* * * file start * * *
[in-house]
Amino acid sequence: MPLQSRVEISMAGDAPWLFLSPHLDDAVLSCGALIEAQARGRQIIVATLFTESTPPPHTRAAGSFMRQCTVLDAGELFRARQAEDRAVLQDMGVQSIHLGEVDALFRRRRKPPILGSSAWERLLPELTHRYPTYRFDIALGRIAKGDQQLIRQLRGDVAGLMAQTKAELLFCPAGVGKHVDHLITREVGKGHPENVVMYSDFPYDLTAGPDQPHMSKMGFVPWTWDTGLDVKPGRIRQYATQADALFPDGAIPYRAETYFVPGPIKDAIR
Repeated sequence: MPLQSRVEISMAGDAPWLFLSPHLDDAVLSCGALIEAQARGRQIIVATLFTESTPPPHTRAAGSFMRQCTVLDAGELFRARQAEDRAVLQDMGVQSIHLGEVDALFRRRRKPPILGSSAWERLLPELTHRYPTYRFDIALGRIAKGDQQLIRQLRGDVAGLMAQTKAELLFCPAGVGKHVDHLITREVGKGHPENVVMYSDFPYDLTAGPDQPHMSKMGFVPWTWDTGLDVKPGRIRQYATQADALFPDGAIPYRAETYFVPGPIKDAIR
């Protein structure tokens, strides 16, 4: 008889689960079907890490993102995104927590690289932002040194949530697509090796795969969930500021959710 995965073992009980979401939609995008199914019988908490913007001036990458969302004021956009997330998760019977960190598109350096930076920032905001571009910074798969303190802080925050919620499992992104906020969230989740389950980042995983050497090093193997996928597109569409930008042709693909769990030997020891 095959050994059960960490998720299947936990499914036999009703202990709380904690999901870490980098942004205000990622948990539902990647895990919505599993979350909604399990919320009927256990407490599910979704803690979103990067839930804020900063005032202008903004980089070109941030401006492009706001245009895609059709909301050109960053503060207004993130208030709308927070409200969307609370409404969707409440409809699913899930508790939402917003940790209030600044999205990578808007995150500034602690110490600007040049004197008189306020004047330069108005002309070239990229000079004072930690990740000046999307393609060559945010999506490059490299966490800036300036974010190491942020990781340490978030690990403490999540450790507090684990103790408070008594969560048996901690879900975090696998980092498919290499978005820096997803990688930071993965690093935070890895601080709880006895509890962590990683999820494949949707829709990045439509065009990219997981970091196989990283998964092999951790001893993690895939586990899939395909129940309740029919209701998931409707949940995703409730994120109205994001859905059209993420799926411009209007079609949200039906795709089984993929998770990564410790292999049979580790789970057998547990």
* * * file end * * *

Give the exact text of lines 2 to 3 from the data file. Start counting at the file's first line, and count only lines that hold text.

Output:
Amino acid sequence: MPLQSRVEISMAGDAPWLFLSPHLDDAVLSCGALIEAQARGRQIIVATLFTESTPPPHTRAAGSFMRQCTVLDAGELFRARQAEDRAVLQDMGVQSIHLGEVDALFRRRRKPPILGSSAWERLLPELTHRYPTYRFDIALGRIAKGDQQLIRQLRGDVAGLMAQTKAELLFCPAGVGKHVDHLITREVGKGHPENVVMYSDFPYDLTAGPDQPHMSKMGFVPWTWDTGLDVKPGRIRQYATQADALFPDGAIPYRAETYFVPGPIKDAIR
Repeated sequence: MPLQSRVEISMAGDAPWLFLSPHLDDAVLSCGALIEAQARGRQIIVATLFTESTPPPHTRAAGSFMRQCTVLDAGELFRARQAEDRAVLQDMGVQSIHLGEVDALFRRRRKPPILGSSAWERLLPELTHRYPTYRFDIALGRIAKGDQQLIRQLRGDVAGLMAQTKAELLFCPAGVGKHVDHLITREVGKGHPENVVMYSDFPYDLTAGPDQPHMSKMGFVPWTWDTGLDVKPGRIRQYATQADALFPDGAIPYRAETYFVPGPIKDAIR